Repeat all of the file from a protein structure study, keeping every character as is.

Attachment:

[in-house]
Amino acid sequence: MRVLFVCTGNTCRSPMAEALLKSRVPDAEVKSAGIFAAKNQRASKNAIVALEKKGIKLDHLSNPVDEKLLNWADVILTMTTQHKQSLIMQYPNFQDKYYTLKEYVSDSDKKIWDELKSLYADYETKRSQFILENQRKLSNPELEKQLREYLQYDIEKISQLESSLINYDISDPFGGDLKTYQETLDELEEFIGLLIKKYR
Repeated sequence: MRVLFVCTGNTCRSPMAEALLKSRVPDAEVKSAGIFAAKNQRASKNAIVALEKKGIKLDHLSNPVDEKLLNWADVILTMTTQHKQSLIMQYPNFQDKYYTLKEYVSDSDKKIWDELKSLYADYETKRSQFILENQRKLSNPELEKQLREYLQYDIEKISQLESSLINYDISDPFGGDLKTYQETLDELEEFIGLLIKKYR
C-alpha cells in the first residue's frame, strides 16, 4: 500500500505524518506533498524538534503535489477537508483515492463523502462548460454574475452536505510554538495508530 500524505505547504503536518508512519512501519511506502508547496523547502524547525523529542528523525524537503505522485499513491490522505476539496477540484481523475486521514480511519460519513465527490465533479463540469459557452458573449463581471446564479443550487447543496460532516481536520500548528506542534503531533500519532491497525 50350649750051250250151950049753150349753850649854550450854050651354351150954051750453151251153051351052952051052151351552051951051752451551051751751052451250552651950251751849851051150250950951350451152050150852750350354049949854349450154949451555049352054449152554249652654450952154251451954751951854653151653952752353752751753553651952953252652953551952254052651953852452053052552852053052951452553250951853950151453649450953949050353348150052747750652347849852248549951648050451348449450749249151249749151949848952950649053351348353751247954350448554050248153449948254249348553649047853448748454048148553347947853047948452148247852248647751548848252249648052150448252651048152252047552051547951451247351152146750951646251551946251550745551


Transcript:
[in-house]
Amino acid sequence: MRVLFVCTGNTCRSPMAEALLKSRVPDAEVKSAGIFAAKNQRASKNAIVALEKKGIKLDHLSNPVDEKLLNWADVILTMTTQHKQSLIMQYPNFQDKYYTLKEYVSDSDKKIWDELKSLYADYETKRSQFILENQRKLSNPELEKQLREYLQYDIEKISQLESSLINYDISDPFGGDLKTYQETLDELEEFIGLLIKKYR
Repeated sequence: MRVLFVCTGNTCRSPMAEALLKSRVPDAEVKSAGIFAAKNQRASKNAIVALEKKGIKLDHLSNPVDEKLLNWADVILTMTTQHKQSLIMQYPNFQDKYYTLKEYVSDSDKKIWDELKSLYADYETKRSQFILENQRKLSNPELEKQLREYLQYDIEKISQLESSLINYDISDPFGGDLKTYQETLDELEEFIGLLIKKYR
C-alpha cells in the first residue's frame, strides 16, 4: 500500500505524518506533498524538534503535489477537508483515492463523502462548460454574475452536505510554538495508530 500524505505547504503536518508512519512501519511506502508547496523547502524547525523529542528523525524537503505522485499513491490522505476539496477540484481523475486521514480511519460519513465527490465533479463540469459557452458573449463581471446564479443550487447543496460532516481536520500548528506542534503531533500519532491497525 50350649750051250250151950049753150349753850649854550450854050651354351150954051750453151251153051351052952051052151351552051951051752451551051751751052451250552651950251751849851051150250950951350451152050150852750350354049949854349450154949451555049352054449152554249652654450952154251451954751951854653151653952752353752751753553651952953252652953551952254052651953852452053052552852053052951452553250951853950151453649450953949050353348150052747750652347849852248549951648050451348449450749249151249749151949848952950649053351348353751247954350448554050248153449948254249348553649047853448748454048148553347947853047948452148247852248647751548848252249648052150448252651048152252047552051547951451247351152146750951646251551946251550745551